New Delhi: Rapid decarbonisation of global energy supplies will have radical implications for the shipping industry, a new report says.
India too has also been trying to reduce its dependency on coal imports as well as increase its domestic production of oil and gas, resulting in less dependence on fossil fuel cargo.
The report by Britain-based shipping industry research group Maritime Strategies International (MSI) recommends vessel selection will be critical, requiring divestment from sectors with the greatest exposure to fossil fuels.
If the Paris Agreement goals are met, the fossil fuel cargo base that shipping serves would undergo an aggressive and prolonged transformation.
World coal consumption would fall by 80 per cent, consumption of oil would halve, and LNG demand would peak in the near term before declining, it predicted.
Under the reduction scenario, global oil consumption effectively halves between 2020 and 2050. Declines are most severe in regions which have a substantial component of Organisation for Economic Co-operation and Development (OECD) countries — in the Americas, Eurasia and other Asia, the decline is close to 60 per cent.
Demand from India is flat across the period, whilst China and Middle East and Africa drop by close to 40 per cent.
India has also been trying to reduce its dependency on coal imports as well as increase its domestic production of oil and gas.
The Chairman of State Bank of India had said gas-based power in India has no future.
The MSI report finds India’s demand from a growing and increasingly urban population drive gas consumption increases year-on-year through to 2030 — to a quarter above 2020 levels.
Thereafter, a gradual decline in consumption volumes by 2040 is forecast, followed by a slight rise in consumption by 2050.
The report analyses how global demand reduction alters inter-regional commodity trade flows, and the associated shift in required shipping capacity, industry earnings and asset prices, across all segments of the shipping industry.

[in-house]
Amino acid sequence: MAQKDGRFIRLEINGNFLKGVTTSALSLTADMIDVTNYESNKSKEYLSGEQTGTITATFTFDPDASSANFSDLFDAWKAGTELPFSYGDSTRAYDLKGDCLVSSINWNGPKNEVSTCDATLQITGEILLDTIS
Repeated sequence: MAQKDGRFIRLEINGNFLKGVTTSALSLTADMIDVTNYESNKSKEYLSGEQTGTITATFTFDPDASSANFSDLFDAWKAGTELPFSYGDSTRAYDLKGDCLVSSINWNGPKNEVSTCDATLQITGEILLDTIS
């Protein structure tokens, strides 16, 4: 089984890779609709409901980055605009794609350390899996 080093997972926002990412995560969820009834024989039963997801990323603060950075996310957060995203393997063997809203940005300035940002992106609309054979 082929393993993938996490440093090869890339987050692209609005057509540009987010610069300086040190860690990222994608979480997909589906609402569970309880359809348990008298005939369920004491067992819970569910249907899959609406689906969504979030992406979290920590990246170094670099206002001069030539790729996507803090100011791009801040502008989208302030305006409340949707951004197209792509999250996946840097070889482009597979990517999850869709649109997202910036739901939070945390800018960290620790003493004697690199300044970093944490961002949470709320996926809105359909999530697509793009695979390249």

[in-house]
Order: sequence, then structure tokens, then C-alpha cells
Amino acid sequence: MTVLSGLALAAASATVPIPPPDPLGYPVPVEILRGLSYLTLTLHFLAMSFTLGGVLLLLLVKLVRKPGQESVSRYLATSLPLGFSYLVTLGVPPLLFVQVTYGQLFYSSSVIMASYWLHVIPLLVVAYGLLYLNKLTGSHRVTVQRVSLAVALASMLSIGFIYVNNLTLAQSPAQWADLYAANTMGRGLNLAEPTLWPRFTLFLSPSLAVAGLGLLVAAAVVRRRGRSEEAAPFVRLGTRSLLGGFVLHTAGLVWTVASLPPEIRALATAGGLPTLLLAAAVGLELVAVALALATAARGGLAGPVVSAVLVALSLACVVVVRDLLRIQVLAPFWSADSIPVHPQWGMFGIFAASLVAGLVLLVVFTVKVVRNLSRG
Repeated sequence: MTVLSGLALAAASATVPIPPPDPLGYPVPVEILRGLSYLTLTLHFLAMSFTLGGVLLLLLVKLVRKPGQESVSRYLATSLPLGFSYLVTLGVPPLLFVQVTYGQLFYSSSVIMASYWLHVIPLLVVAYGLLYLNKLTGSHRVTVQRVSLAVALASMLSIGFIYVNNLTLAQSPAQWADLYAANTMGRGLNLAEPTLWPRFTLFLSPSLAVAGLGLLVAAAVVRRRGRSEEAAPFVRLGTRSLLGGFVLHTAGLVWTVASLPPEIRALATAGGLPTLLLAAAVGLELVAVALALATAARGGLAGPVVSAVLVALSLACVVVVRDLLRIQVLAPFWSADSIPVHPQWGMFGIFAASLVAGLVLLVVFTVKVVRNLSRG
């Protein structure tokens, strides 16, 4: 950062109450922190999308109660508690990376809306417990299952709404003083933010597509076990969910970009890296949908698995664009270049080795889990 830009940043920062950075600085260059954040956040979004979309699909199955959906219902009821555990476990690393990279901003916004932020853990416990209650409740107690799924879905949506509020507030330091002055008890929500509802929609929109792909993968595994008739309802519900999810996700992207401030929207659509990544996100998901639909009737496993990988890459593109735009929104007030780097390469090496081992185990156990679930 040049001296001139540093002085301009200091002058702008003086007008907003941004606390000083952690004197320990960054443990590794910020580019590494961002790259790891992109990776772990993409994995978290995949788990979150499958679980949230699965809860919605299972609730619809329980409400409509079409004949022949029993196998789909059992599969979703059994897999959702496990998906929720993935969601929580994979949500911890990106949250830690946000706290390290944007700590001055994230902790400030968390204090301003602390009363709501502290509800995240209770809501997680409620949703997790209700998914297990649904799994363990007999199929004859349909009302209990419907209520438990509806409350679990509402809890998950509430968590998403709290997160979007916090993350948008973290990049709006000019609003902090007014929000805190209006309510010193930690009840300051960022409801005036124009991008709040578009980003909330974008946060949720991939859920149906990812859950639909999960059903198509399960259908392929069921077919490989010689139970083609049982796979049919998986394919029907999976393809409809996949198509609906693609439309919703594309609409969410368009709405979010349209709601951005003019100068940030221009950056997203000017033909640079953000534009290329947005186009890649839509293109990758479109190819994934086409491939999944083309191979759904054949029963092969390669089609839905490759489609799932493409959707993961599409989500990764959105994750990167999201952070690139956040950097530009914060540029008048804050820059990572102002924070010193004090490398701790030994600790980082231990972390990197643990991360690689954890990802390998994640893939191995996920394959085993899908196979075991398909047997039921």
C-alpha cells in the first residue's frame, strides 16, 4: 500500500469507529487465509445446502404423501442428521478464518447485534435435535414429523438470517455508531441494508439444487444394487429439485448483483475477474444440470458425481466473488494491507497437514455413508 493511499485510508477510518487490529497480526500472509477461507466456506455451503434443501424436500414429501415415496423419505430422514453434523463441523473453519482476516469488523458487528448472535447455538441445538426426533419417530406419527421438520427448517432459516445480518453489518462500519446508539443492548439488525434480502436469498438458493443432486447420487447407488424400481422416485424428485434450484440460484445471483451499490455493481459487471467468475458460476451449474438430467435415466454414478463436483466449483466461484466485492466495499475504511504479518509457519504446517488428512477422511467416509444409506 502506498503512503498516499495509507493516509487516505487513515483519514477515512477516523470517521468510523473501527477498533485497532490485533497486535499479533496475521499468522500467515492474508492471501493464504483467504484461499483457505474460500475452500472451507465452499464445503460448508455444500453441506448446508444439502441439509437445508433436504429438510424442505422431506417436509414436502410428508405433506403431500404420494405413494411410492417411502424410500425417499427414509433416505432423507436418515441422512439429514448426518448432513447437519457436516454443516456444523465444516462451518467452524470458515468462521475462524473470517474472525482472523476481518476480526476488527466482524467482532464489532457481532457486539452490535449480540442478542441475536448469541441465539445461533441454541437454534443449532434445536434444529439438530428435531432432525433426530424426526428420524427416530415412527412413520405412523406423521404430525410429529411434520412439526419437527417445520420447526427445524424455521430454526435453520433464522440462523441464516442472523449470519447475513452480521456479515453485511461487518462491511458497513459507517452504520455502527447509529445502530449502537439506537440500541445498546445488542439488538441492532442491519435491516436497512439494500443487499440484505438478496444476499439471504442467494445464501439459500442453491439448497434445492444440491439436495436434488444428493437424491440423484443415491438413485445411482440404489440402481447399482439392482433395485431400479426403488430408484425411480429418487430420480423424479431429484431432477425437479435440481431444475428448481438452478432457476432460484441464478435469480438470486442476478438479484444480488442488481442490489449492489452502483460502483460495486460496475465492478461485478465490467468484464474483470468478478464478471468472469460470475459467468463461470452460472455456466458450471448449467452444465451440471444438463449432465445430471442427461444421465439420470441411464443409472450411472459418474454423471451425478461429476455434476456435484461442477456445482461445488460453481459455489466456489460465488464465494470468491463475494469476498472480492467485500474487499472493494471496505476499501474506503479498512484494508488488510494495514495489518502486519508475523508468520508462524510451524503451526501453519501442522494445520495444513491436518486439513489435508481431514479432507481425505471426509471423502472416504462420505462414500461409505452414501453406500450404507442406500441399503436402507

Stephanie Pfeifer, CEO, Institutional Investors Group on Climate Change (IIGCC) said: “As MSI’s research shows, the maritime sector is heavily exposed to the transformation underway across the global energy sector. Investors will expect companies to do more to pre-empt and address the implications from reduced demand for fossil fuels.”
IIGCC is the European investor group on climate change, representing over 170 members with over 19 trillion pounds in assets collectively under management.
Key findings from the report suggest that the tanker market is most exposed to the low carbon transition as its entire cargo base is made up of fossil fuels.
Even rapid growth in biofuels does not offset the shrinking demand for bulk liquid energy transport under a widescale shift to electrification and renewable energy.
Bulk carriers would see demand from coal transportation fall by around half, but overall demand for bulk carriers would only fall by 14 per cent from 2020 to 2035, as the expansion of grain and minor bulk trades outweigh shrinking coal cargoes.
“This is an important new angle on one of the areas which is vulnerable to the early stages of the energy transition, and as such, an early warning signal,” said Kingsmill Bond, New Energy Strategist, Carbon Tracker.